The first thing you’ll notice about the new QX60 is that it doesn’t look much like the old one, despite its chassis and greasy bits not changing much from the last model. The sheet metal is all new and much more distinctive, and the proportions are different; it looks more like a rear-wheel-drive SUV than a front-wheel-drive one, thanks to its long hood and the position of its wheels. It’s the look that’s made the Lincoln Aviator such a style winner, and it works well here, too.
There are some unusual elements, including some odd faux chrome exhaust tips on the rear bumper that aren’t exhausts at all. Despite that, though, the strong fender lines, a huge and bold (but not overwhelming) grille, and slim cat-eye LED headlights and taillights add up to a much more attractive, distinctive look. It’s fitting for the vehicle said to be the new style-setter for the rest of Infiniti’s lineup as various models come up for renewal.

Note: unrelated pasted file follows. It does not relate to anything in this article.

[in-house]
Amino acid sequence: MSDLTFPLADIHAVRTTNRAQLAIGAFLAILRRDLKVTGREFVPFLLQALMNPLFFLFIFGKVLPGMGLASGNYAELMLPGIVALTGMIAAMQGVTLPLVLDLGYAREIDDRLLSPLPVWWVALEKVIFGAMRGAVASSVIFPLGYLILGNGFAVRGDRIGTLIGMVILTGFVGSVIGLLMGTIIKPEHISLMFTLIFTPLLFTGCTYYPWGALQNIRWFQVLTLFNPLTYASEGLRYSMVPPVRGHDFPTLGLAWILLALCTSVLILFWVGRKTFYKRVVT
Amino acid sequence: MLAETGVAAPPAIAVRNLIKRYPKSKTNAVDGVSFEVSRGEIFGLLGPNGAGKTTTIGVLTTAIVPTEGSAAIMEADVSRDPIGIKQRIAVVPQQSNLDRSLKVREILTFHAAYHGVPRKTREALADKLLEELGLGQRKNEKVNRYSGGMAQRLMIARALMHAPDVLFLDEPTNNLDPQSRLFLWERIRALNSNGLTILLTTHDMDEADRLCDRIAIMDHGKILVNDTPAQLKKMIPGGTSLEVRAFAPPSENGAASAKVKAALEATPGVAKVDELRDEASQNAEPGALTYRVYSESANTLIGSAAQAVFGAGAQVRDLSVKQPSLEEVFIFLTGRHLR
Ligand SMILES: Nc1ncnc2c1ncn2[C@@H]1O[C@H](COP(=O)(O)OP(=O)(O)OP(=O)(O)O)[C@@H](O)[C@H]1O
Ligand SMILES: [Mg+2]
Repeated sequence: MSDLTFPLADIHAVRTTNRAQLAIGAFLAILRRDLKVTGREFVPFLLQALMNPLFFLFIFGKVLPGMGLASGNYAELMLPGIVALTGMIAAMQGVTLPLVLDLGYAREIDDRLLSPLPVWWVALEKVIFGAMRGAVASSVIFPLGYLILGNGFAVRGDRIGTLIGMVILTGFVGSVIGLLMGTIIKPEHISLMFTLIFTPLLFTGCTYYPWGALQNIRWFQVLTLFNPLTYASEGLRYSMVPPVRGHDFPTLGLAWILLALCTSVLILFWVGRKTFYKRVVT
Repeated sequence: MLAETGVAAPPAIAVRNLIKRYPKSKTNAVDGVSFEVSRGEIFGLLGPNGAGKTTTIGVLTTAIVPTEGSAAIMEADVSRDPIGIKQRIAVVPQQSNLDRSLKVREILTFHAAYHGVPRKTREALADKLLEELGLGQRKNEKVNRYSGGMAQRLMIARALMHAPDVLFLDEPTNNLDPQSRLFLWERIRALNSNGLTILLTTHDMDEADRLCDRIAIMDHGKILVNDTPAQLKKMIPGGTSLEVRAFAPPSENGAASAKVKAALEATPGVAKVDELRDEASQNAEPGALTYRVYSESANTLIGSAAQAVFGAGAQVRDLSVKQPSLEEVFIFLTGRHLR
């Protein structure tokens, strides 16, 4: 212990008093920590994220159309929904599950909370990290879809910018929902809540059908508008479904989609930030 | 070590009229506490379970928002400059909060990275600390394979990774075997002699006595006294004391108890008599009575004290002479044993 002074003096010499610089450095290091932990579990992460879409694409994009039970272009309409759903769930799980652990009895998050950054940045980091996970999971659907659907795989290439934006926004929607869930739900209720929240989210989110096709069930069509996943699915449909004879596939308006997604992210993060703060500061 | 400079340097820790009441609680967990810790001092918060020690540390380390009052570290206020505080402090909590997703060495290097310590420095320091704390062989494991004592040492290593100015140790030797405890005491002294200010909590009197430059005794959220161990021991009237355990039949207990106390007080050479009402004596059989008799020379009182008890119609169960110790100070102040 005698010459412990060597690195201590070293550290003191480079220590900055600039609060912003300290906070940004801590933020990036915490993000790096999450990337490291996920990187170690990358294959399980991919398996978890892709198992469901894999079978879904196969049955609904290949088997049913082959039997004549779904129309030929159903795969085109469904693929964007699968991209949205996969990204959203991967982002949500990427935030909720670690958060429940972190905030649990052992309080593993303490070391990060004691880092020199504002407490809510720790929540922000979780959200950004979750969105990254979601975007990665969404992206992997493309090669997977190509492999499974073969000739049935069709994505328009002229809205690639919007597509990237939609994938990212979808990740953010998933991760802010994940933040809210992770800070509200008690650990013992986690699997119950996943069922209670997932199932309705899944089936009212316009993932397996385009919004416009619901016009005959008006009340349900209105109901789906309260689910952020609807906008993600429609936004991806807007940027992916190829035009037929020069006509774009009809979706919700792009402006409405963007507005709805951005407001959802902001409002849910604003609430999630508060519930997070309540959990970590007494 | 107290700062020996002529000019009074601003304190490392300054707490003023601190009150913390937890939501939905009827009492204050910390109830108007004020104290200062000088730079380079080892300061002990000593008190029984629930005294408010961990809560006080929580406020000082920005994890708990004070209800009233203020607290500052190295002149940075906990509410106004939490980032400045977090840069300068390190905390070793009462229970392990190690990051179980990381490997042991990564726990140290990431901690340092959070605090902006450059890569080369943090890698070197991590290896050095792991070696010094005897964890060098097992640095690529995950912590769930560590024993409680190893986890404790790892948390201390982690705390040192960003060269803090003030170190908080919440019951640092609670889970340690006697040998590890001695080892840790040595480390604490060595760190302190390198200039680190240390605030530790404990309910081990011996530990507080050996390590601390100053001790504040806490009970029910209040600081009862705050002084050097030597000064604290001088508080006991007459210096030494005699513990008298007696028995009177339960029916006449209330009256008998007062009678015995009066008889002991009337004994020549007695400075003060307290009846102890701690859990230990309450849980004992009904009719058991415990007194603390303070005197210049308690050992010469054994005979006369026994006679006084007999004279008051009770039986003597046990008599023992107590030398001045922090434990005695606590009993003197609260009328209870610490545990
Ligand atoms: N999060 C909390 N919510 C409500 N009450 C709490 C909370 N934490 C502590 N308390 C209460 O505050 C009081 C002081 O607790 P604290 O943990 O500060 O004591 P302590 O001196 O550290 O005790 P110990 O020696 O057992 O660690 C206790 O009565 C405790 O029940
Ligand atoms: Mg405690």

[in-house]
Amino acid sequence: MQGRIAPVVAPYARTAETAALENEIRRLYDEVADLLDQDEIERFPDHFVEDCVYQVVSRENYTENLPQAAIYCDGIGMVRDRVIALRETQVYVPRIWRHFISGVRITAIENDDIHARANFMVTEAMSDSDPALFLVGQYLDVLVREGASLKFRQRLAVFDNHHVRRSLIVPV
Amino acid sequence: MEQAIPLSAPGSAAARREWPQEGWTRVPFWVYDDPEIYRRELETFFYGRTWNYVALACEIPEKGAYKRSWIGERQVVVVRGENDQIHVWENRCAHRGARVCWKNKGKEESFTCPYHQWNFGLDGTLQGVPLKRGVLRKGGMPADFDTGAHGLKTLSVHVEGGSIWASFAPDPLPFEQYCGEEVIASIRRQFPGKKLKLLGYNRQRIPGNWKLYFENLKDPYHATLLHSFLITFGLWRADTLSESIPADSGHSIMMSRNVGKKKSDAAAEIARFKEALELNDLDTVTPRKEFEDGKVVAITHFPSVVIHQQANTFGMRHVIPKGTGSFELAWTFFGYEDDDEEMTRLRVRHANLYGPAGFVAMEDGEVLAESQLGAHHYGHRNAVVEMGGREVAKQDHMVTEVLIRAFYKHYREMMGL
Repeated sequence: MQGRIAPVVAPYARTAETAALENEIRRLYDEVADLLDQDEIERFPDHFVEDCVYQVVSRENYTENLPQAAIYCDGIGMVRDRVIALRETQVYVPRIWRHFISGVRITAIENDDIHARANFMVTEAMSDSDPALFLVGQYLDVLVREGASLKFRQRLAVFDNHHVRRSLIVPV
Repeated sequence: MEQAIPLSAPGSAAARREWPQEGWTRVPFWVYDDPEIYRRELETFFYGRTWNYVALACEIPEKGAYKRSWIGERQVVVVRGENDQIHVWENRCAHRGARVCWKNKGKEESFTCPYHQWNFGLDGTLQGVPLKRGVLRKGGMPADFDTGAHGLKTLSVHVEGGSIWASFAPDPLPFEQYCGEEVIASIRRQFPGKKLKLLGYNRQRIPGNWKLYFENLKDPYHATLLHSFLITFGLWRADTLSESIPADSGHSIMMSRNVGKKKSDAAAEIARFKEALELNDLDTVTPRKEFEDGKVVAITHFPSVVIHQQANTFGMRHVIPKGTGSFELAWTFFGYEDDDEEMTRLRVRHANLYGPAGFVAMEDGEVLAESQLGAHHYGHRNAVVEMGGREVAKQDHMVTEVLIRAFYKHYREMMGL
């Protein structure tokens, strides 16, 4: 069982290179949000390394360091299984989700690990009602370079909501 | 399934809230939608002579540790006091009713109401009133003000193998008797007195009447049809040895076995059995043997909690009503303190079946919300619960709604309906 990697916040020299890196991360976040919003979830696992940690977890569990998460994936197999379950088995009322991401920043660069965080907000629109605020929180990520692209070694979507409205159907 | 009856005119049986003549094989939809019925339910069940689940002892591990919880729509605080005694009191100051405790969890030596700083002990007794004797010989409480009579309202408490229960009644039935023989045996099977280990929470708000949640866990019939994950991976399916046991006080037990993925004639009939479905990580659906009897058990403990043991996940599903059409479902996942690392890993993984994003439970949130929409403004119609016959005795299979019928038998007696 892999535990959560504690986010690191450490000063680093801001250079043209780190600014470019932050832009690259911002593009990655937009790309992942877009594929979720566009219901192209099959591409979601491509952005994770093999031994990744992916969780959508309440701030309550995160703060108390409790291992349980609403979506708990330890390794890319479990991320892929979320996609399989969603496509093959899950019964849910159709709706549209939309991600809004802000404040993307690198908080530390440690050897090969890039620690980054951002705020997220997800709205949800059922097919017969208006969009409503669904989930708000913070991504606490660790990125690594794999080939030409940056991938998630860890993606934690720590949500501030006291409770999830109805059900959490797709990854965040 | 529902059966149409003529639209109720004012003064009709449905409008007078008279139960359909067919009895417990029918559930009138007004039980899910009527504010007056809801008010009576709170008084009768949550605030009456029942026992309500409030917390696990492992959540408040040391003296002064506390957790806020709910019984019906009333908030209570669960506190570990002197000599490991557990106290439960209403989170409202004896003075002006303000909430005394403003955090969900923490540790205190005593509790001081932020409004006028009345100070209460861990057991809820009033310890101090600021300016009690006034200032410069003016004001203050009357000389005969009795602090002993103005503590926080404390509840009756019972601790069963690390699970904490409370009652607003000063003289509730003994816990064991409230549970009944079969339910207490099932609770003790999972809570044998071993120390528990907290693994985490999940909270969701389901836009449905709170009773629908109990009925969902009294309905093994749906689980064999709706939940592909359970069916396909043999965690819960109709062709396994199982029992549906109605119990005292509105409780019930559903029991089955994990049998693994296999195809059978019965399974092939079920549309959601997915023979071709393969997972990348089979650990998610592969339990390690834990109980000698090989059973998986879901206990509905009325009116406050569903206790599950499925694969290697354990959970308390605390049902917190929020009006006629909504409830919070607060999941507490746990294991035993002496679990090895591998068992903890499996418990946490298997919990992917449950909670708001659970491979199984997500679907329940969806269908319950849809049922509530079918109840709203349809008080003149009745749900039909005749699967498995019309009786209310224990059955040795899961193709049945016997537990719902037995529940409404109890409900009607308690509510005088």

Squint hard enough at the new QX60 and you’ll see a lot of Lincoln in the design, from the sweeping roofline to the slim taillights. That’s not a bad thing; it differentiates the QX from the Nissan Pathfinder — even parked next to each other it’s not immediately obvious they share a lot of their guts and structure. But it also creates a look that’s very different from the Acura MDX, Audi Q7 and even the latest Buick Enclave. It takes a lot of influences from a number of different sources, but Infiniti’s new look is successful; it certainly turns heads as it goes by.
Dramatic Dynamic Improvements